The Outdoor Industry - A Partner in Waiting, With a Lot to Offer

The Outdoor Industry - A Partner in Waiting, With a Lot to Offer

Often, when state fish and wildlife agencies or fish and wildlife related non-governmental organizations (NGO) think of partnering with industry, it is related to either the excise taxes paid by the industry or when they are seeking donations of equipment or money to support upcoming banquets or events. It is less often that these industry partners are looked upon as “true” partners that can offer insight into resource management issues or be helpful in gaining support from the public or from elected officials for important activities. Agency and NGO leaders should not overlook the value of reaching out to industry partners and engaging them beyond simply asking them to write a check.

A pair of hunters.

When thinking of industry, think beyond the manufacturers that pay the excise taxes and consider companies that do not pay excise taxes – the wholesalers and distributors that help move the products to retailers, and the retailers (including the big guys and the independents). These industry partners care about the wellbeing of fish and wildlife resources and the outdoors in general because they are typically also participants in the sport – they hunt, fish, and generally enjoy the outdoors. In addition, these industry partners have a close relationship with their customers, who are the same people that buy hunting and fishing licenses and make up the membership base of the NGOs. Finally, we should not overlook the fact that these industry partners are embedded in the local and state business community and have political and business contacts that are often beyond that of the NGOs and state agency.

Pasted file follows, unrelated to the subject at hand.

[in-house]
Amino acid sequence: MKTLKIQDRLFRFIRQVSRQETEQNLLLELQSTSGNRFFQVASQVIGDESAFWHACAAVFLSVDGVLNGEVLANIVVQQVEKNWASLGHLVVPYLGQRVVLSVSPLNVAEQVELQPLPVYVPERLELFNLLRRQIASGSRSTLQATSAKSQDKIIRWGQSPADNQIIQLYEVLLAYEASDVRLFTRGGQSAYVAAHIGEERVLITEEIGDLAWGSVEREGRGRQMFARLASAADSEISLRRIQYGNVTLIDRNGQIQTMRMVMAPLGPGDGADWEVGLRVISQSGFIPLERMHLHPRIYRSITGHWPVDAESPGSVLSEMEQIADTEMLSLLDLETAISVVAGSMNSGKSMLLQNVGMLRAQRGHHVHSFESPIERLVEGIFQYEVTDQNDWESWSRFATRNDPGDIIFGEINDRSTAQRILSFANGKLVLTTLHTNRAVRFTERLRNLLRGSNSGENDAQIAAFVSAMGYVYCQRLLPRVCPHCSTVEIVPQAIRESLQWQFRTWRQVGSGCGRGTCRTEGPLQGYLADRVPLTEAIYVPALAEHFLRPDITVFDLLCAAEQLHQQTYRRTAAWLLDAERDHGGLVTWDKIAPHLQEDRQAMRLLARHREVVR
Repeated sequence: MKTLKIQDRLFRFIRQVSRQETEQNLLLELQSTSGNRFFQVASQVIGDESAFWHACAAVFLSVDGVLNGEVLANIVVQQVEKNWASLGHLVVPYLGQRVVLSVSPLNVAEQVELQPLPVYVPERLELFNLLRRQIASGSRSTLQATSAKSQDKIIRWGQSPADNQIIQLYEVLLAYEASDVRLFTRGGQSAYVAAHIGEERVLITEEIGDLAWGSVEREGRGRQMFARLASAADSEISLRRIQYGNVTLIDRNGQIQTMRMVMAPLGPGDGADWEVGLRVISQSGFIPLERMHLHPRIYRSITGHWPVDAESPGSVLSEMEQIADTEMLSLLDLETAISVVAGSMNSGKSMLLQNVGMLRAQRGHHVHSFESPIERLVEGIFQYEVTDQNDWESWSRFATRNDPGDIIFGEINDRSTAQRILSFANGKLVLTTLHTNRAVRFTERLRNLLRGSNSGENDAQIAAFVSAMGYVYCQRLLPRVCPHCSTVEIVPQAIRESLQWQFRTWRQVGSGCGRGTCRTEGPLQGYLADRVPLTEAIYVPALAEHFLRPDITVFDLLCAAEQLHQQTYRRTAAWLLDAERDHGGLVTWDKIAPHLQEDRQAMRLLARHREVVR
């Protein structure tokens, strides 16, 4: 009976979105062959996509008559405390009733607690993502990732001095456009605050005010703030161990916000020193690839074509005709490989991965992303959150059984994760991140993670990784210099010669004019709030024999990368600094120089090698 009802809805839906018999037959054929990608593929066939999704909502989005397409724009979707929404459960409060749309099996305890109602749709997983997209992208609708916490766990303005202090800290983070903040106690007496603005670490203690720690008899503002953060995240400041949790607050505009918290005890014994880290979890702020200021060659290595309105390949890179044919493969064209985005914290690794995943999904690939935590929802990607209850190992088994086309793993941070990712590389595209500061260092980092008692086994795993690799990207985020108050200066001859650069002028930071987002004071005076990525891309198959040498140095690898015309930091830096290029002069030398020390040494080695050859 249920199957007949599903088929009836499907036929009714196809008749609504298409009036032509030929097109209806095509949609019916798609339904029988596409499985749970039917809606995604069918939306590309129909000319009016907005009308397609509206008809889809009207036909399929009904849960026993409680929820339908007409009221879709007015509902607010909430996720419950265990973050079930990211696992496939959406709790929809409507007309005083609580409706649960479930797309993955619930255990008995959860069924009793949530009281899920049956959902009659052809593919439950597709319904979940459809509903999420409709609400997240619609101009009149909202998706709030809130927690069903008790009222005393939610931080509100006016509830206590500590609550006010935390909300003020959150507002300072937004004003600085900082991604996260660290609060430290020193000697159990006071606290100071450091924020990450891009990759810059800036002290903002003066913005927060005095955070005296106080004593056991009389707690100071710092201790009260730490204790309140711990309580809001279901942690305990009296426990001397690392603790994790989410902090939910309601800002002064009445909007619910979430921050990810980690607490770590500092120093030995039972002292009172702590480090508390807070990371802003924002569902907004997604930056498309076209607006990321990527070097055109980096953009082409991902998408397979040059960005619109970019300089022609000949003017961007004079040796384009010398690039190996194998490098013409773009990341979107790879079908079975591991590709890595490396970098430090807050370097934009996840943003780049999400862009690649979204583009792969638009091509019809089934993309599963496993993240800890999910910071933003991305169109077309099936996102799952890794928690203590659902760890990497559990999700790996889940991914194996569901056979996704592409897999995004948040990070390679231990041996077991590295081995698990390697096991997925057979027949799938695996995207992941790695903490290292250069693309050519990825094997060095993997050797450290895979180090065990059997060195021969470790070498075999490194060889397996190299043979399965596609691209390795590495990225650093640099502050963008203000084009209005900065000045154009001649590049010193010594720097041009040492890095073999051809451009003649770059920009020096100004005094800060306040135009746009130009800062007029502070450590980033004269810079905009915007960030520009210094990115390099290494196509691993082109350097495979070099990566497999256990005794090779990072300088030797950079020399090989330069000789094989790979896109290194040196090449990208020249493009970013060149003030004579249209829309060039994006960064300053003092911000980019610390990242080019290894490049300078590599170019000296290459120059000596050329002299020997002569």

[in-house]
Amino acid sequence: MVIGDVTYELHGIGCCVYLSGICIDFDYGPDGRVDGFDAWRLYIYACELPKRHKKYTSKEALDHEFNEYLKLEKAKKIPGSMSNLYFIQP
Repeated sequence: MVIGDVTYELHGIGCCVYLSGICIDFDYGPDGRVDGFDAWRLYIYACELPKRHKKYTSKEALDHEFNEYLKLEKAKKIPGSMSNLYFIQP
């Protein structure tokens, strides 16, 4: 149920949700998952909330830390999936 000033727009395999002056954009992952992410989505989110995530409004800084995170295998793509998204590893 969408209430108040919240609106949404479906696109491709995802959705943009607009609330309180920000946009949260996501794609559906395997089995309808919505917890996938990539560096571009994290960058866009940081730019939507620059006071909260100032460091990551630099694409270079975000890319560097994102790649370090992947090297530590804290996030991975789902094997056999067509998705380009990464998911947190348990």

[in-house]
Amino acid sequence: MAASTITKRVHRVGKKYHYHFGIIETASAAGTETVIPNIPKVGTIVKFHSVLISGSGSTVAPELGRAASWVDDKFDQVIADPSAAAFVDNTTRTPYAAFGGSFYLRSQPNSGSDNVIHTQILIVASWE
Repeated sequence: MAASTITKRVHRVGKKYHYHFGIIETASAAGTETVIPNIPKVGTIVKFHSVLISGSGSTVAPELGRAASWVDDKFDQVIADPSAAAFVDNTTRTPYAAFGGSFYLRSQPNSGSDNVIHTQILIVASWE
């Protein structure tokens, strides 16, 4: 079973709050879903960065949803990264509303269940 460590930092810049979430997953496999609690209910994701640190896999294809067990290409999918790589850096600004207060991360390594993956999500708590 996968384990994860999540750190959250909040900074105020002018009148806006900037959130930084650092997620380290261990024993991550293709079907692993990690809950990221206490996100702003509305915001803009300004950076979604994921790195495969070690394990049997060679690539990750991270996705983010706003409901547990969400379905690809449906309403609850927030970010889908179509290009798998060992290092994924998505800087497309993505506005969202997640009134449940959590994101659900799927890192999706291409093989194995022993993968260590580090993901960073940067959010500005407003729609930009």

Industry partners offer a unique perspective to resource problems as well as specific skills that may be helpful in developing and implementing solutions. While they are supportive of our conservation interests, they are also attuned to the business side of the equation. They know that good ideas are only as good as the ability to market those ideas to the customer, the local community, the public, and/or the politicians. Whether the ideas relate to the development and sale of a new product or to resource conservation initiatives, they know that you must convince customers of the value of the idea in order to garner support.